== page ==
The freedom of aesthetic expression is, however, only an intensification of a quality that may belong to any expression. For, in its native character, expression is never merely practical; it brings its own reward in the pleasure of the activity itself. Ordinarily, when a man makes something embodying his need or fancy, or says something that expresses his meaning, he enjoys himself in his doing. There is naturally a generous superfluity in all human behavior. The economizing of it to what is necessary for self-preservation and dominion over the environment is secondary, not primary, imposed under the duress of competition and nature. Only when activities are difficult or their fruits hard to get are they disciplined for the sake of their results alone; then only does their performance become an imperative, and nature and society impose upon them the seriousness and constraint of necessity and law. But whenever nature and the social organization supply the needs of man ungrudgingly or grant him a respite from the urgency of business, the spontaneity of his activities returns. The doings of children, of the rich, and of all men on a holiday illustrate this. Compare, for example, the speech of trade, where one says the brief and needful thing only, with the talk of excursionists, where verbal expression, having no end beyond itself, develops at length and at leisure; where brevity is no virtue and abundant play takes the place of a narrow seriousness.

But we have not yet so limited the field of expression that it becomes equivalent to the aesthetic; for not even all of free expression is art. The most important divergent type is science. Science also is expression,--an embodiment in words, diagrams, mathematical symbols, chemical formula, or other such media, of thoughts meant to portray the objects of human experience. Scientific expressions have, of course, a practical function; concepts are "plans of action" or servants of plans, the most perfect and delicate that man possesses. Yet scientific knowledge is an end in itself as well as a utility; for the mere construction and possession of concepts and laws is itself a source of joy; the man of science delights in making appropriate formulations of nature's habits quite unconcerned about their possible uses.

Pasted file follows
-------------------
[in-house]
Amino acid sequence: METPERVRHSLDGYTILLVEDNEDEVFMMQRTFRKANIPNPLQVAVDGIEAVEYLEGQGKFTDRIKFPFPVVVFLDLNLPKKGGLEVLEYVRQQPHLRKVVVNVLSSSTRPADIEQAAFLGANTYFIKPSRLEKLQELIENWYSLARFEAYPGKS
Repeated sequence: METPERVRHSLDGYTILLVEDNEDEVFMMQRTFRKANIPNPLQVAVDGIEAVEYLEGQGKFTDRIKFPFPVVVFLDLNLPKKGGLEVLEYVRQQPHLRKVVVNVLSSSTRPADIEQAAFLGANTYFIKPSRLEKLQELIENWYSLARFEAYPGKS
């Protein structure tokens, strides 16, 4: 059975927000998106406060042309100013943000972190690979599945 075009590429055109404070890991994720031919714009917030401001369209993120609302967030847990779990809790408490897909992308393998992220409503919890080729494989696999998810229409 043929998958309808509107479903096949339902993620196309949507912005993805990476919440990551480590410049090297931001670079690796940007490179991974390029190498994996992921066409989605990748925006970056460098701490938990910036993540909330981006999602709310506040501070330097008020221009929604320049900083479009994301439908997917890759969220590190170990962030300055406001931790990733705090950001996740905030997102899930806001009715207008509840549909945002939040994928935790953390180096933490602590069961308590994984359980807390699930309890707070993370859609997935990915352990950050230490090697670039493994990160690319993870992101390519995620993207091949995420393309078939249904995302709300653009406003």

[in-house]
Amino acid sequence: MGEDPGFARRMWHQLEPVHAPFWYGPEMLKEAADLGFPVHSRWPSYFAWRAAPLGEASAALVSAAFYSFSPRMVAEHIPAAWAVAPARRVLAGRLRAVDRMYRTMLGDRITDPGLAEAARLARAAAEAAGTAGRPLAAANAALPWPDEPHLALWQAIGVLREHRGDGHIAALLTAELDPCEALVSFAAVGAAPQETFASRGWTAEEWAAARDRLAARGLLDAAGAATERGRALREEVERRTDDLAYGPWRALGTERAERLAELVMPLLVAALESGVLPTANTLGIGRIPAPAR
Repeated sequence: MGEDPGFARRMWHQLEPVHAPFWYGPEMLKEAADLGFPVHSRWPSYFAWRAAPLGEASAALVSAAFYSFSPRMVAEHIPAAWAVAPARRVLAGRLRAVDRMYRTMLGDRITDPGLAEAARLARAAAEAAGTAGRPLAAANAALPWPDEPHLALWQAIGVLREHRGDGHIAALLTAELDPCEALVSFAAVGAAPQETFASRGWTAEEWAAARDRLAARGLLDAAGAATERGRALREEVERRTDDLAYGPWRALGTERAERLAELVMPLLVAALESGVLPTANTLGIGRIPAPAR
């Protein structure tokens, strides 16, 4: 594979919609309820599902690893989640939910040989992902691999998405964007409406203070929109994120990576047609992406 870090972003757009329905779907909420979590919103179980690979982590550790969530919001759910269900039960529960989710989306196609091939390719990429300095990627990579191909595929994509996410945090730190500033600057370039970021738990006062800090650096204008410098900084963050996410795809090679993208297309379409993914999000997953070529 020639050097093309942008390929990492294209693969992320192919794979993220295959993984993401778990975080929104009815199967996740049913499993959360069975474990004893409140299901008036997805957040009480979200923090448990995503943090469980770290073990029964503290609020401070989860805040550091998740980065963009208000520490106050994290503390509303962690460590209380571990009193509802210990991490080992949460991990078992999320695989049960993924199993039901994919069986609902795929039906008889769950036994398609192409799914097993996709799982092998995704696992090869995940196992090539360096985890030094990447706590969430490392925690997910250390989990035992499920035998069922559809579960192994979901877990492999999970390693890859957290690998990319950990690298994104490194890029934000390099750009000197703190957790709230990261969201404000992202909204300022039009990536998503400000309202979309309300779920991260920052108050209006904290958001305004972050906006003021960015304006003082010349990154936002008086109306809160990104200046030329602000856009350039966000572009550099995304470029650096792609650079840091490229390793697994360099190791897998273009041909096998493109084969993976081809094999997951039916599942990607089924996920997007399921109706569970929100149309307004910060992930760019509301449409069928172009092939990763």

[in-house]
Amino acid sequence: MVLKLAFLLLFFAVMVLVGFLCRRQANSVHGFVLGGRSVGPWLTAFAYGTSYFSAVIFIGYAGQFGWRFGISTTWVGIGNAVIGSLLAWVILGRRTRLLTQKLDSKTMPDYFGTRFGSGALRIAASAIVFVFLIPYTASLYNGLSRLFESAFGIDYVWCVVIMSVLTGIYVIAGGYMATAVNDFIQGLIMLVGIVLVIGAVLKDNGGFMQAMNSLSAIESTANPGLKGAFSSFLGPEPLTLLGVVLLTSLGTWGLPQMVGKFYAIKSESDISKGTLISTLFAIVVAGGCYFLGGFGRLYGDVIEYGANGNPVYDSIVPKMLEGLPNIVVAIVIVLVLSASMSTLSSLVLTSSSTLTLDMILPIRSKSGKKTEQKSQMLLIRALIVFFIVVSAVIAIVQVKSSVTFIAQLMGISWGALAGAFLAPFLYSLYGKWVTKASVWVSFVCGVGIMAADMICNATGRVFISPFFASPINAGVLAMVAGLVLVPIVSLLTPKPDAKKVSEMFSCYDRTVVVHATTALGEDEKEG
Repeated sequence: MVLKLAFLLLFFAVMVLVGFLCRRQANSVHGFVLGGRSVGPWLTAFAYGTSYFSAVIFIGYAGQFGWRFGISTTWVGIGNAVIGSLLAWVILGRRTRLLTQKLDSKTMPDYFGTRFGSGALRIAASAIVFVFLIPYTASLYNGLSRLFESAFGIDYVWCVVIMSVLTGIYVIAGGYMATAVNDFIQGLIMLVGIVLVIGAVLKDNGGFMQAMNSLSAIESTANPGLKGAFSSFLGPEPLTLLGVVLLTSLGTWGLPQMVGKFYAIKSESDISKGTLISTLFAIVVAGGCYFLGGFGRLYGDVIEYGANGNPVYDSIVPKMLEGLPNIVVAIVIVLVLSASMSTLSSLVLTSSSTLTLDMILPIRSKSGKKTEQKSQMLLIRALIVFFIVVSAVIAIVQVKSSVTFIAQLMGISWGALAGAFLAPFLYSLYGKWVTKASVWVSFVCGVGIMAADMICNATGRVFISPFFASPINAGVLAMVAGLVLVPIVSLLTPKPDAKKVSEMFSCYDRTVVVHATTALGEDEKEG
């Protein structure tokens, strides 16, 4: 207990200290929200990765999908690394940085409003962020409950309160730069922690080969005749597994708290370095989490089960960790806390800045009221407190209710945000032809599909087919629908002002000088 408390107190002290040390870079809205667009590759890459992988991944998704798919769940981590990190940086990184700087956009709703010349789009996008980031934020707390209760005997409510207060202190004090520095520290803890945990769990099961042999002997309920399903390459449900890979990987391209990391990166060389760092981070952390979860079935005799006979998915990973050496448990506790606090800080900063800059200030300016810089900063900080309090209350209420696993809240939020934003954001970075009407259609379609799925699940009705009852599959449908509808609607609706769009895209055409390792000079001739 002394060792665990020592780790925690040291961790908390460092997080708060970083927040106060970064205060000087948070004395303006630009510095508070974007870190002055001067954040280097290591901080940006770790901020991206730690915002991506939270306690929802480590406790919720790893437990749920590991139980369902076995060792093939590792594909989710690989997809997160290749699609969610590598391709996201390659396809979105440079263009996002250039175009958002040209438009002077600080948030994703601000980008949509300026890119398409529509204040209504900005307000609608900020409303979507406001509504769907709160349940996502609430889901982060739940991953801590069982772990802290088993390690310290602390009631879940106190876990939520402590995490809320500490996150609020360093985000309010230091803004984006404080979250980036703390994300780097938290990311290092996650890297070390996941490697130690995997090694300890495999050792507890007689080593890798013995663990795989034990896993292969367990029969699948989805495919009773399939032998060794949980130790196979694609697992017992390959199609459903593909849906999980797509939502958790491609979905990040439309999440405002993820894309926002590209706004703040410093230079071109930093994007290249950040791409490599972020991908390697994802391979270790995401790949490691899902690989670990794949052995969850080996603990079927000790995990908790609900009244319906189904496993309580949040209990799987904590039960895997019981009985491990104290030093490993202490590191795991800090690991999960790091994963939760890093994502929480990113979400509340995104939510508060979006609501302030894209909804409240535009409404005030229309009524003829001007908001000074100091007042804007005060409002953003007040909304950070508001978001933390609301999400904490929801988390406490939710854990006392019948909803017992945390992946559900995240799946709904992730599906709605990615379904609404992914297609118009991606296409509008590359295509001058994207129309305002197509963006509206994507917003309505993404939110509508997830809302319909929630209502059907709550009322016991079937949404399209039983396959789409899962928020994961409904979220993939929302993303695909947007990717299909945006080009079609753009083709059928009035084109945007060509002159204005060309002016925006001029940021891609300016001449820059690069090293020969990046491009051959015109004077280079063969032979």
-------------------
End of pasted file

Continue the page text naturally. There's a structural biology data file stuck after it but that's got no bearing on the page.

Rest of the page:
In science, therefore, there is much free expression; but beauty not yet. No abstract expression such as Euclid's _Elements_, Newton's _Principia_, or Peano's _Formulaire_, no matter how rigorous and complete, is a work of art. We admire the mathematician's formula for its simplicity and adequacy; we take delight in its clarity and scope, in the ease with which it enables the mind to master a thousand more special truths, but we do not find it beautiful. Equally removed from the sphere of the beautiful are representations or descriptions of mere things, whether inaccurate or haphazard, as we make them in daily life, or accurate and careful as they are elaborated in the empirical sciences. No matter how exact and complete, the botanist's or zoologist's descriptions of plant and animal life are not works of art. They may be satisfactory as knowledge, but they are not beautiful. There is an important difference between a poet's description of a flower and a botanist's, or between an artistic sketch and a photograph, conferring beauty upon the former, and withholding it from the latter.

The central difference is this. The former are descriptions not of things only, but of the artist's reactions to things, his mood or emotion in their presence. They are expressions of total, concrete experiences, which include the self of the observer as well as the things he observes. Scientific descriptions, on the other hand, render objects only; the feelings of the observer toward them are carefully excluded. Science is intentionally objective,--from the point of view of the artistic temperament, dry and cold. Even the realistic novel and play, while seeking to present a faithful picture of human life and to eliminate all private comment and emotion, cannot dispense with the elementary dramatic feelings of sympathy, suspense, and wonder. sthetic expression is always integral, embodying a total state of mind, the core of which is some feeling; scientific expression is fragmentary or abstract, limiting itself to thought. Art, no less than science, may contain truthful images of things and abstract ideas, but never these alone; it always includes their life, their feeling tones, or values. Because philosophy admits this element of personality, it is nearer to art than science is. Yet some men of science, like James and Huxley, have made literature out of science because they could not